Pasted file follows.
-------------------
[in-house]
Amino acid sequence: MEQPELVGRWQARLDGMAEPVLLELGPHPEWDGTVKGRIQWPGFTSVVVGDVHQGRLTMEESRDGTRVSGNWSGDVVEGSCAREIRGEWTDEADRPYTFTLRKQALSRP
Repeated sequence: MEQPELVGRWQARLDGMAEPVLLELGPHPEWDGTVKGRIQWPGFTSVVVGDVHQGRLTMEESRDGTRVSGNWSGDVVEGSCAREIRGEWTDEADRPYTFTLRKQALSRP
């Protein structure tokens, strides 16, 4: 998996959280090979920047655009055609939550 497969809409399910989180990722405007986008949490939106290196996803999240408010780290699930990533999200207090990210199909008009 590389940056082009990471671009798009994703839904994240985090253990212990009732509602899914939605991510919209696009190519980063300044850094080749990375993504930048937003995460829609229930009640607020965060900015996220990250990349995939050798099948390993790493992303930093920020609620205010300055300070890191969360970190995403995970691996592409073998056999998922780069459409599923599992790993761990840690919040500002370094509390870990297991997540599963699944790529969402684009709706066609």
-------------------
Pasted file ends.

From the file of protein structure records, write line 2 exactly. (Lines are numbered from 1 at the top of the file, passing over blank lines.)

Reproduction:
Amino acid sequence: MEQPELVGRWQARLDGMAEPVLLELGPHPEWDGTVKGRIQWPGFTSVVVGDVHQGRLTMEESRDGTRVSGNWSGDVVEGSCAREIRGEWTDEADRPYTFTLRKQALSRP